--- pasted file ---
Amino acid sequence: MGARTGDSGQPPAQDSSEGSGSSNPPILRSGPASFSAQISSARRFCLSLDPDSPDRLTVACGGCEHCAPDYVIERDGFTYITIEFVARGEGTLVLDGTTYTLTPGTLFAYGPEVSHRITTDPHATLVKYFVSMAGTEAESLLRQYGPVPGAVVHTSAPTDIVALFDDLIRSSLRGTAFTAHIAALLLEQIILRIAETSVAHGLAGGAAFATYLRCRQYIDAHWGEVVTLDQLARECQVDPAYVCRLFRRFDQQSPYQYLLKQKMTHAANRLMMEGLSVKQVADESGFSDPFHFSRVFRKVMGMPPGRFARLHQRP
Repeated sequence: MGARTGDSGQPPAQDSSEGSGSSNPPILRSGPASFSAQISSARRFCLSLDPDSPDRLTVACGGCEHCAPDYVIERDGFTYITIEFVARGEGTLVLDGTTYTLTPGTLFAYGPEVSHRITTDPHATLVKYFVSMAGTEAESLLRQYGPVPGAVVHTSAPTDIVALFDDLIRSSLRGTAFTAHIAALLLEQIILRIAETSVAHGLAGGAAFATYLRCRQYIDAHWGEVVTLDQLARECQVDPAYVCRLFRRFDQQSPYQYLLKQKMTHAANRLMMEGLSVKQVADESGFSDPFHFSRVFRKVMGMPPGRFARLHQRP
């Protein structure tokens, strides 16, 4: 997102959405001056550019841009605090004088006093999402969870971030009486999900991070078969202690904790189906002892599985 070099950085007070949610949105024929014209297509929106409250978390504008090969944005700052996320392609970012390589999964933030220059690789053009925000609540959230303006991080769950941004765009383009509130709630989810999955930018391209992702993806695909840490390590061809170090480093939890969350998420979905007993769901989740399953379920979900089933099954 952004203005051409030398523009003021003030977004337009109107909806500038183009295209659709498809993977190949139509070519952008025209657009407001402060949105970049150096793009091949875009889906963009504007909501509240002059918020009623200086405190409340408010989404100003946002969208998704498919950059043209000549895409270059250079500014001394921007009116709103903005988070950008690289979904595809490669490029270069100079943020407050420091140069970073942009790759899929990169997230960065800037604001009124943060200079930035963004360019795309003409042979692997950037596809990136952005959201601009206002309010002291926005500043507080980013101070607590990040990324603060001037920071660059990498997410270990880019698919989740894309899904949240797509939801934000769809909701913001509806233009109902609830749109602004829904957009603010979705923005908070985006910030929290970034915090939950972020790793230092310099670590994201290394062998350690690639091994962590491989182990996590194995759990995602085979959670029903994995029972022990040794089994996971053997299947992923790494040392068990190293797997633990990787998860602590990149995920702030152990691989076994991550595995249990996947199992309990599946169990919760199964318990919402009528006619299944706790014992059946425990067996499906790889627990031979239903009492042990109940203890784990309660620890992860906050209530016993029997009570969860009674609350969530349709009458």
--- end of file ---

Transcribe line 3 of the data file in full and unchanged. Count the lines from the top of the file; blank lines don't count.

């Protein structure tokens, strides 16, 4: 997102959405001056550019841009605090004088006093999402969870971030009486999900991070078969202690904790189906002892599985 070099950085007070949610949105024929014209297509929106409250978390504008090969944005700052996320392609970012390589999964933030220059690789053009925000609540959230303006991080769950941004765009383009509130709630989810999955930018391209992702993806695909840490390590061809170090480093939890969350998420979905007993769901989740399953379920979900089933099954 952004203005051409030398523009003021003030977004337009109107909806500038183009295209659709498809993977190949139509070519952008025209657009407001402060949105970049150096793009091949875009889906963009504007909501509240002059918020009623200086405190409340408010989404100003946002969208998704498919950059043209000549895409270059250079500014001394921007009116709103903005988070950008690289979904595809490669490029270069100079943020407050420091140069970073942009790759899929990169997230960065800037604001009124943060200079930035963004360019795309003409042979692997950037596809990136952005959201601009206002309010002291926005500043507080980013101070607590990040990324603060001037920071660059990498997410270990880019698919989740894309899904949240797509939801934000769809909701913001509806233009109902609830749109602004829904957009603010979705923005908070985006910030929290970034915090939950972020790793230092310099670590994201290394062998350690690639091994962590491989182990996590194995759990995602085979959670029903994995029972022990040794089994996971053997299947992923790494040392068990190293797997633990990787998860602590990149995920702030152990691989076994991550595995249990996947199992309990599946169990919760199964318990919402009528006619299944706790014992059946425990067996499906790889627990031979239903009492042990109940203890784990309660620890992860906050209530016993029997009570969860009674609350969530349709009458």